A bill before the state’s General Assembly would change the way property taxes in most municipalities are assessed, and it has pitted Republican and Democrat lawmakers against each other online.
Senate Bill 999 would change property tax assessments across the state to 75% of a property’s value, up from the current rate of 70%. That would add $5,000 per $100,000 of assessed value to your property tax equation, though actual property tax rates are set by cities or towns in a mill rate.
For example, if you own a house in Brookfield, which has an assessed value of $200,000, you currently pay an annual property tax of approximately $3,623.20 ($140,000 X a mill rate of 25.88 / 1,000). Under SB 999, your property tax would increase to $3,882 per year, about a $250 increase, assuming the mill rate remains constant.
Municipalities can, however, choose to lower the property tax mill rate to offset the increased assessment amounts, keeping actual property taxes even.
Properties in Hartford are excluded from the bill because the city’s property taxes are set separately from the rest of the state.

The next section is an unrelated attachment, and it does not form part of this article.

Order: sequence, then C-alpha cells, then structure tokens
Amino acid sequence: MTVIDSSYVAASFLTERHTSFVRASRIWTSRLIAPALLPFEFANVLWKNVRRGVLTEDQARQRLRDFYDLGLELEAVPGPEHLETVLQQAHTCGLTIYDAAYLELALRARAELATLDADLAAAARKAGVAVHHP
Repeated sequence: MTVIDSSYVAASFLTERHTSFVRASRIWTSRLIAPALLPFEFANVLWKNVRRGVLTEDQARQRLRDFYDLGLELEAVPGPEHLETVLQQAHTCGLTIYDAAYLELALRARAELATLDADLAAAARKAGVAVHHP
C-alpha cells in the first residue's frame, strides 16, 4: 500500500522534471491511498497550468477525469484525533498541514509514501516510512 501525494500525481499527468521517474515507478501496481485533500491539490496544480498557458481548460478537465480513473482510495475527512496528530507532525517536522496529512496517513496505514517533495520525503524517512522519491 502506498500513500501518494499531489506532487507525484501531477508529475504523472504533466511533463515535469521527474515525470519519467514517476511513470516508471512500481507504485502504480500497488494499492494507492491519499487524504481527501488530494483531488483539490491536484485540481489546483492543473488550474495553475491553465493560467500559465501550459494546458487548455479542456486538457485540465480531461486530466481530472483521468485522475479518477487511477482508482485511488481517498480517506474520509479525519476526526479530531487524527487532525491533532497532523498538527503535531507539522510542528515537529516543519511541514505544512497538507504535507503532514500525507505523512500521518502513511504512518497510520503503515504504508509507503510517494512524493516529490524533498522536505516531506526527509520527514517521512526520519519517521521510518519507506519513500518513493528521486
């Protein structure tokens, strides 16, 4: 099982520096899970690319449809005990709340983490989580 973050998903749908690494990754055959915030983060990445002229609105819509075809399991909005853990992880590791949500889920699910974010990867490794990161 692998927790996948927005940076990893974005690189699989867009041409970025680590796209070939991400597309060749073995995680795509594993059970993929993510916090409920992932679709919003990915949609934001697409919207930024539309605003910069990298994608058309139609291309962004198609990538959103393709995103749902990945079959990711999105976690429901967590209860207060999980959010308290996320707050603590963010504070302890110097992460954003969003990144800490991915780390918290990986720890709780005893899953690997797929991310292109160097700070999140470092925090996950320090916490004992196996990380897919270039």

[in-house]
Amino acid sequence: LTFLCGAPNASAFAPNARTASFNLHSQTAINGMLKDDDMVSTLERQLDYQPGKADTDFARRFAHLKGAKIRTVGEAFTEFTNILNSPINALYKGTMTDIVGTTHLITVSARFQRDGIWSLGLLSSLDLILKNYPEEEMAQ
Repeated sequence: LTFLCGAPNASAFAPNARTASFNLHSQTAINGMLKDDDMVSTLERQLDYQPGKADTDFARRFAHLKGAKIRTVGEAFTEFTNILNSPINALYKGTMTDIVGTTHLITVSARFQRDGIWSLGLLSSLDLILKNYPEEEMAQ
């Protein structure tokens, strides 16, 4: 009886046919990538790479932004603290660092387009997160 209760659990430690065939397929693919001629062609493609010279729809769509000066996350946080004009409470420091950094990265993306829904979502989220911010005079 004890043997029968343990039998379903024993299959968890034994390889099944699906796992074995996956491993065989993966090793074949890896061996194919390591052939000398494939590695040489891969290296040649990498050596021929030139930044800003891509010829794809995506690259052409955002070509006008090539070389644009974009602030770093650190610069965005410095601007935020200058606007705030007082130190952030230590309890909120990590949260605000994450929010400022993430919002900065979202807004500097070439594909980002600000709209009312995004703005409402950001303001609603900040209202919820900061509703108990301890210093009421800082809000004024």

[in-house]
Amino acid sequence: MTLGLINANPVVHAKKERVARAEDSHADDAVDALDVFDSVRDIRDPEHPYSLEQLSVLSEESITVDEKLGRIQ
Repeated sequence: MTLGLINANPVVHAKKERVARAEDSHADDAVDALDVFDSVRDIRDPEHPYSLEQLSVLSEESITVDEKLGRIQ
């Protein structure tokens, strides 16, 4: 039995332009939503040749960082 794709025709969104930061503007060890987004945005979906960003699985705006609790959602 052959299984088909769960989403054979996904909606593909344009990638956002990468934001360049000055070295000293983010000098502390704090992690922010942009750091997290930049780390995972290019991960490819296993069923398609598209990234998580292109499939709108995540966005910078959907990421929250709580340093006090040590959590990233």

According to a fiscal note attached to the bill by the Office of Financial Assessment, the change would potentially add $27.6 billion to grand lists across municipalities in the state (again, excluding Hartford). A Grand List is an assessment of the total taxable value of property in a town. The bill would notably not add that amount of money to the actual tax revenue created by property taxes.
The fiscal note also says that the bill would add an average of 8.6% in revenue to each municipality (excluding Hartford).
Republican lawmakers have lambasted the bill for raising property taxes in a state that already has some of the highest in the country.
“There it is,” said Connecticut State Republican Chairman Ben Proto in a statement posted to Twitter. “After the pomp and circumstance over election-year gimmicks, Connecticut Democrats have unveiled their true tax-and-spend plan. Forcing municipalities to raise property taxes to fund a Hartford money-grab is wrong, it’s backhanded, and taxpayers, particularly low-income and middle-class taxpayers are the ones who will pay the price.”
Democrats have pointed out that the Republican stance incorrectly equates the 5% assessment increase with a 5% total increase.
“There is no tax increase in SB 999.” the party said in their own statement on Twitter. “Please, CT GOP, ask any mayor what a grand list is and how they and the finance board determine a mill rate.”
The bill would also mean a cost to cities and towns for software updates and notices sent to property owners. It would also result in a cost to the Office of Policy and Management (OPM) which oversees the PILOT grant program. Those grants are administered to cities and towns based on assessed value, which would be increased under the bill. The fiscal note states that the program would increase by approximately $15.8 million based on current rates.